• Some milk, dairy or plant-based alternative likes (soya, oat, nut etc).  Aim for 3 servings a day.
  • Sufficient protein such as tofu, Quorn, quinoa, nuts, beans, meat, fish, eggs.  Aim to eat low fat protein at every main meal.
  • Just a small amount of foods high in fat, sugar and salt
  • Keep within the safe alcohol limits (14 units a week for men and women).  Its also advised to have alcohol free days
  • activity exercise walkingDrink plenty of water, about 6-8 glasses (or other fluids) every day: more if you exercise or if the weather is hot
  • Green tea contains two compounds; caffeine and catechins, that may boost your metabolism for a couple of hours.
  • Stay active – aim for 150 minutes of activity a week.  this can include classes at a gym, running, weight training.  But equally housework, gardening, walking and dancing can all count too

 

Some people make the mistake of thinking that because they are eating healthy food they can eat more of it.  This can lead to weight gain in the same way that eating unhealthy foods can, because all foods have calories!

Follow this portion guide and you won’t go far wrong

  • A healthy 75g serving of protein (tofu, Quorn, quinoa, nuts, beans, meat, fish, eggs) is the same size as the palm of your hand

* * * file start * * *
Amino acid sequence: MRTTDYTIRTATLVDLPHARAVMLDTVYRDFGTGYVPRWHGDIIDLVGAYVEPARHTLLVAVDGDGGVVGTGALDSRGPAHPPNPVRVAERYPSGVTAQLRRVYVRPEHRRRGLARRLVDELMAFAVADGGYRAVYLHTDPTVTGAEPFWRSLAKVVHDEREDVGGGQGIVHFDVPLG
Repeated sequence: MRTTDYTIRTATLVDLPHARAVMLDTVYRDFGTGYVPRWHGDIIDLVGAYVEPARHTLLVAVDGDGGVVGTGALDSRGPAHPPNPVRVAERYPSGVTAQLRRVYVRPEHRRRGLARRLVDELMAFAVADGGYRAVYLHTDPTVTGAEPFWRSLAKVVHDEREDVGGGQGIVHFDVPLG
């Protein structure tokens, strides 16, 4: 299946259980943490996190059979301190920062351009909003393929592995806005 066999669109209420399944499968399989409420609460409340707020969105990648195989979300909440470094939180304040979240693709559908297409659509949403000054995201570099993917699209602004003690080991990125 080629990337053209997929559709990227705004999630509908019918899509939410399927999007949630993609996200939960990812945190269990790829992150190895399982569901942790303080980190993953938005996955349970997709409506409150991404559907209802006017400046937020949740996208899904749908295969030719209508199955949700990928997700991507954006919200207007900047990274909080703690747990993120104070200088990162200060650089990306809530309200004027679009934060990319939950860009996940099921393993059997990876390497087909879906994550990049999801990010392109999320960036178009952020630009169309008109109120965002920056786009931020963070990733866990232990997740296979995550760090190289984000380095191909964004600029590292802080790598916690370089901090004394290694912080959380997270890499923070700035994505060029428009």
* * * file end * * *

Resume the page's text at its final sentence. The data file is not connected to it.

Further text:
• A medium potato is the same size as your computer mouse
  •   A serving of dairy is:
    • 200ml of milk or plant based alternative – regardless of full-fat, semi-skimmed or skimmed.
    • 30g hard cheese (including non dairy): around the same size as a matchbox
    • 150g of plain or fruit yoghurt.
  • A medium piece of fruit is the same size as your fist
  • pasta-portionA serving of rice is half a teacup or 75g (uncooked), which weighs 125g when cooked
  • A serving of pasta is 75g uncooked which weighs 170g when cooked al dente
  • A serving of vegetables is about 80g or about 2 tablespoons
  • A teaspoon of butter or margarine is the size of the tip of your thumb.
  • A unit of alcohol is half a pint of standard strength (3 to 5% ABV) beer, lager or cider, or a single pub measure of spirit. A 175 ml glass of wine is about 2 units and alcopops are about 1.5 units. A bottle of white wine has up to 9 units and 650 calories

If your diet is in a bit of a tailspin, then why not contact me for some nutritional advice

what i do 4